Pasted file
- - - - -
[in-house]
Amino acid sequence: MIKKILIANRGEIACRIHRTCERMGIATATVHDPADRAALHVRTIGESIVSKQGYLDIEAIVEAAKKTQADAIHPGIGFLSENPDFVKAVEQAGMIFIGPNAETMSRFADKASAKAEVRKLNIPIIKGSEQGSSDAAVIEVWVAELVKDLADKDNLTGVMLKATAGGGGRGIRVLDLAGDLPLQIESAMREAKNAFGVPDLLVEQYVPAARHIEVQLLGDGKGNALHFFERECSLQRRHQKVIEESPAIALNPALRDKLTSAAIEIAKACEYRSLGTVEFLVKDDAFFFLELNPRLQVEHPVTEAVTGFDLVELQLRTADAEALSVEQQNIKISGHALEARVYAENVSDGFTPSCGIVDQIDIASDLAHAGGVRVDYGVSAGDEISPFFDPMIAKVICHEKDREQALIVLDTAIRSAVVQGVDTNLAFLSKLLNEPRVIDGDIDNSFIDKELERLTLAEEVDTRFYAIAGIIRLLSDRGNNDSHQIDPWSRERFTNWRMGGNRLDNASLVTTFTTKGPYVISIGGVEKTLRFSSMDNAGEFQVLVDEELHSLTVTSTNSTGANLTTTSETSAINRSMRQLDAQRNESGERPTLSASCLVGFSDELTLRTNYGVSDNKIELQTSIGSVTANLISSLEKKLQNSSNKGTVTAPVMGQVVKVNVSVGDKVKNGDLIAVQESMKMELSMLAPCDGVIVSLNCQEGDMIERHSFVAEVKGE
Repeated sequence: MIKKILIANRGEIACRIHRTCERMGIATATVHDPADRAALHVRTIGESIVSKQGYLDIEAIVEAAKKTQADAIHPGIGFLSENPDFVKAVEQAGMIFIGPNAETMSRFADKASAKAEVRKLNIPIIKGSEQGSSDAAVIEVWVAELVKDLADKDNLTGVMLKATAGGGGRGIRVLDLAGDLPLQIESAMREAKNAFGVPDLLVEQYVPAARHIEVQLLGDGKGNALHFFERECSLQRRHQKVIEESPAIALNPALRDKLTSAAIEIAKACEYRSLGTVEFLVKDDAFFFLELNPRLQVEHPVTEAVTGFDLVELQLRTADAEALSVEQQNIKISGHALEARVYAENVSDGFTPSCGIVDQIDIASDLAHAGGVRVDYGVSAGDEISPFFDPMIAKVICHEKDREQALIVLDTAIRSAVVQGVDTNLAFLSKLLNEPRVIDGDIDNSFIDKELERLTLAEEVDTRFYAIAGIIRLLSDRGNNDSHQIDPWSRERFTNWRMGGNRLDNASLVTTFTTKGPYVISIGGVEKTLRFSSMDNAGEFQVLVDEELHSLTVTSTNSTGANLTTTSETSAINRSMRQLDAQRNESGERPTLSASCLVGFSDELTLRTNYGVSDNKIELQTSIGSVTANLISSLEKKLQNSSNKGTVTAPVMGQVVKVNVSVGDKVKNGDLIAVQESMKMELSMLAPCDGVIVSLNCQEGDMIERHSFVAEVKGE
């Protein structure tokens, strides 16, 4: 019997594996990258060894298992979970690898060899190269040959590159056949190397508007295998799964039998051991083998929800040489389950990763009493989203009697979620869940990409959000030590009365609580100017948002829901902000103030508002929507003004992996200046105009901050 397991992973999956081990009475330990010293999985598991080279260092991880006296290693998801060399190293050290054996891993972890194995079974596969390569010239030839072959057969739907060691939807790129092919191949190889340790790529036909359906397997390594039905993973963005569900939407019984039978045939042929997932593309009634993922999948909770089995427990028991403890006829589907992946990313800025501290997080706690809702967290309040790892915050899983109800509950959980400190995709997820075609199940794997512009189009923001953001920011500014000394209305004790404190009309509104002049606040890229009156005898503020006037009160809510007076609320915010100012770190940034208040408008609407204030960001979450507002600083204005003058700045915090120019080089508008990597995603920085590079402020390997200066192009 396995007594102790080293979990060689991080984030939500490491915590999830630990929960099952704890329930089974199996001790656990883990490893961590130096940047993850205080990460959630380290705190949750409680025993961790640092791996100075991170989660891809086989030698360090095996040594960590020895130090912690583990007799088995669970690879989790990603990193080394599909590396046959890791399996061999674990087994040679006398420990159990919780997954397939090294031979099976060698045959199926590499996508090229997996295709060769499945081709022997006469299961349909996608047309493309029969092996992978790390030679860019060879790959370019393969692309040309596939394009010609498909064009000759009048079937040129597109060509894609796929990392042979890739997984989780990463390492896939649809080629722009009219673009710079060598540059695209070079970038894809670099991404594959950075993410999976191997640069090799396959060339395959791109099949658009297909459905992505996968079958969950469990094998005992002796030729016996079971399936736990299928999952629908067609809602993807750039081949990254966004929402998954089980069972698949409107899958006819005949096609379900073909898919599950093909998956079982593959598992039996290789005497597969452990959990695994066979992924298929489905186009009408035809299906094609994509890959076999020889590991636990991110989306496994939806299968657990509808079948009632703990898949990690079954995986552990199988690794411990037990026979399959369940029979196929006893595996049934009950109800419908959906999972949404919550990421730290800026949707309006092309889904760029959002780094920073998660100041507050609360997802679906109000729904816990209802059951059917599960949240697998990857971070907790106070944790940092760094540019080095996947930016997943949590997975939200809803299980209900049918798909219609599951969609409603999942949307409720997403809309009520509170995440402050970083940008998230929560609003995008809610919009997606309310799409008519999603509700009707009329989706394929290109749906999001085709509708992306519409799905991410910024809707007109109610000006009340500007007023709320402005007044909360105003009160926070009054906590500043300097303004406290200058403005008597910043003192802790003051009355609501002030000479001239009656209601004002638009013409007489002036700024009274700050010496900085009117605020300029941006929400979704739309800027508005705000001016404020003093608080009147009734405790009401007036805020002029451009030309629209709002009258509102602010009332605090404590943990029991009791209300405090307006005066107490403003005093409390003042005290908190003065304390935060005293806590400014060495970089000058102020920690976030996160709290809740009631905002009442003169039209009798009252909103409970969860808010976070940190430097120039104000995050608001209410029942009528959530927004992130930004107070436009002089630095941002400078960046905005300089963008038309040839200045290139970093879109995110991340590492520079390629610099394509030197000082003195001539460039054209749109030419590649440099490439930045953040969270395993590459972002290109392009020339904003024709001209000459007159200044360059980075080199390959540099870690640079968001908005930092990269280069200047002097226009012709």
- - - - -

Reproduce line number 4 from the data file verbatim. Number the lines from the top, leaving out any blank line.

């Protein structure tokens, strides 16, 4: 019997594996990258060894298992979970690898060899190269040959590159056949190397508007295998799964039998051991083998929800040489389950990763009493989203009697979620869940990409959000030590009365609580100017948002829901902000103030508002929507003004992996200046105009901050 397991992973999956081990009475330990010293999985598991080279260092991880006296290693998801060399190293050290054996891993972890194995079974596969390569010239030839072959057969739907060691939807790129092919191949190889340790790529036909359906397997390594039905993973963005569900939407019984039978045939042929997932593309009634993922999948909770089995427990028991403890006829589907992946990313800025501290997080706690809702967290309040790892915050899983109800509950959980400190995709997820075609199940794997512009189009923001953001920011500014000394209305004790404190009309509104002049606040890229009156005898503020006037009160809510007076609320915010100012770190940034208040408008609407204030960001979450507002600083204005003058700045915090120019080089508008990597995603920085590079402020390997200066192009 396995007594102790080293979990060689991080984030939500490491915590999830630990929960099952704890329930089974199996001790656990883990490893961590130096940047993850205080990460959630380290705190949750409680025993961790640092791996100075991170989660891809086989030698360090095996040594960590020895130090912690583990007799088995669970690879989790990603990193080394599909590396046959890791399996061999674990087994040679006398420990159990919780997954397939090294031979099976060698045959199926590499996508090229997996295709060769499945081709022997006469299961349909996608047309493309029969092996992978790390030679860019060879790959370019393969692309040309596939394009010609498909064009000759009048079937040129597109060509894609796929990392042979890739997984989780990463390492896939649809080629722009009219673009710079060598540059695209070079970038894809670099991404594959950075993410999976191997640069090799396959060339395959791109099949658009297909459905992505996968079958969950469990094998005992002796030729016996079971399936736990299928999952629908067609809602993807750039081949990254966004929402998954089980069972698949409107899958006819005949096609379900073909898919599950093909998956079982593959598992039996290789005497597969452990959990695994066979992924298929489905186009009408035809299906094609994509890959076999020889590991636990991110989306496994939806299968657990509808079948009632703990898949990690079954995986552990199988690794411990037990026979399959369940029979196929006893595996049934009950109800419908959906999972949404919550990421730290800026949707309006092309889904760029959002780094920073998660100041507050609360997802679906109000729904816990209802059951059917599960949240697998990857971070907790106070944790940092760094540019080095996947930016997943949590997975939200809803299980209900049918798909219609599951969609409603999942949307409720997403809309009520509170995440402050970083940008998230929560609003995008809610919009997606309310799409008519999603509700009707009329989706394929290109749906999001085709509708992306519409799905991410910024809707007109109610000006009340500007007023709320402005007044909360105003009160926070009054906590500043300097303004406290200058403005008597910043003192802790003051009355609501002030000479001239009656209601004002638009013409007489002036700024009274700050010496900085009117605020300029941006929400979704739309800027508005705000001016404020003093608080009147009734405790009401007036805020002029451009030309629209709002009258509102602010009332605090404590943990029991009791209300405090307006005066107490403003005093409390003042005290908190003065304390935060005293806590400014060495970089000058102020920690976030996160709290809740009631905002009442003169039209009798009252909103409970969860808010976070940190430097120039104000995050608001209410029942009528959530927004992130930004107070436009002089630095941002400078960046905005300089963008038309040839200045290139970093879109995110991340590492520079390629610099394509030197000082003195001539460039054209749109030419590649440099490439930045953040969270395993590459972002290109392009020339904003024709001209000459007159200044360059980075080199390959540099870690640079968001908005930092990269280069200047002097226009012709």